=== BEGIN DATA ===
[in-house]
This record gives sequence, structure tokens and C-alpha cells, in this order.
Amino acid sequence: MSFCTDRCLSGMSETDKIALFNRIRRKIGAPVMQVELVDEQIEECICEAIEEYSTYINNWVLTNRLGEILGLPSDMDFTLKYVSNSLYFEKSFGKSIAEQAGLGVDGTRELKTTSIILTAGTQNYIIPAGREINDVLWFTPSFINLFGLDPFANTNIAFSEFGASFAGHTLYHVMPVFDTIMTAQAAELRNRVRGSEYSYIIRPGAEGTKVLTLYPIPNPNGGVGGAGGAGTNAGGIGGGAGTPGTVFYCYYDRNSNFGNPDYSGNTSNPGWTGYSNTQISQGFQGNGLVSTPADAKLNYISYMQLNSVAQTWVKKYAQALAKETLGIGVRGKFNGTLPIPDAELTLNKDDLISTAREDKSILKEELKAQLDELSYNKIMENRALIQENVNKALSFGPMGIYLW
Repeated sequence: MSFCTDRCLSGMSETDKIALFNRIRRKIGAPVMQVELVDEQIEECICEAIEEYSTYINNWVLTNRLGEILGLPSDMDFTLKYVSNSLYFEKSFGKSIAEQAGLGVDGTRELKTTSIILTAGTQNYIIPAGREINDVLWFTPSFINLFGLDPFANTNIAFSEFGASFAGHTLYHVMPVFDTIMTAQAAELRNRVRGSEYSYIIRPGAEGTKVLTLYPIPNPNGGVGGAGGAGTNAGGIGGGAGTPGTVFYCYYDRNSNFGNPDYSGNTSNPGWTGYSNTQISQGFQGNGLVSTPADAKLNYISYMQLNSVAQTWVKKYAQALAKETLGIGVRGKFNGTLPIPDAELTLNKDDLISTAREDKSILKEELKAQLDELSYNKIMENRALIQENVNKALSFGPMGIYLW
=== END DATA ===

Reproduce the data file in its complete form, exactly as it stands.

[in-house]
This record gives sequence, structure tokens and C-alpha cells, in this order.
Amino acid sequence: MSFCTDRCLSGMSETDKIALFNRIRRKIGAPVMQVELVDEQIEECICEAIEEYSTYINNWVLTNRLGEILGLPSDMDFTLKYVSNSLYFEKSFGKSIAEQAGLGVDGTRELKTTSIILTAGTQNYIIPAGREINDVLWFTPSFINLFGLDPFANTNIAFSEFGASFAGHTLYHVMPVFDTIMTAQAAELRNRVRGSEYSYIIRPGAEGTKVLTLYPIPNPNGGVGGAGGAGTNAGGIGGGAGTPGTVFYCYYDRNSNFGNPDYSGNTSNPGWTGYSNTQISQGFQGNGLVSTPADAKLNYISYMQLNSVAQTWVKKYAQALAKETLGIGVRGKFNGTLPIPDAELTLNKDDLISTAREDKSILKEELKAQLDELSYNKIMENRALIQENVNKALSFGPMGIYLW
Repeated sequence: MSFCTDRCLSGMSETDKIALFNRIRRKIGAPVMQVELVDEQIEECICEAIEEYSTYINNWVLTNRLGEILGLPSDMDFTLKYVSNSLYFEKSFGKSIAEQAGLGVDGTRELKTTSIILTAGTQNYIIPAGREINDVLWFTPSFINLFGLDPFANTNIAFSEFGASFAGHTLYHVMPVFDTIMTAQAAELRNRVRGSEYSYIIRPGAEGTKVLTLYPIPNPNGGVGGAGGAGTNAGGIGGGAGTPGTVFYCYYDRNSNFGNPDYSGNTSNPGWTGYSNTQISQGFQGNGLVSTPADAKLNYISYMQLNSVAQTWVKKYAQALAKETLGIGVRGKFNGTLPIPDAELTLNKDDLISTAREDKSILKEELKAQLDELSYNKIMENRALIQENVNKALSFGPMGIYLW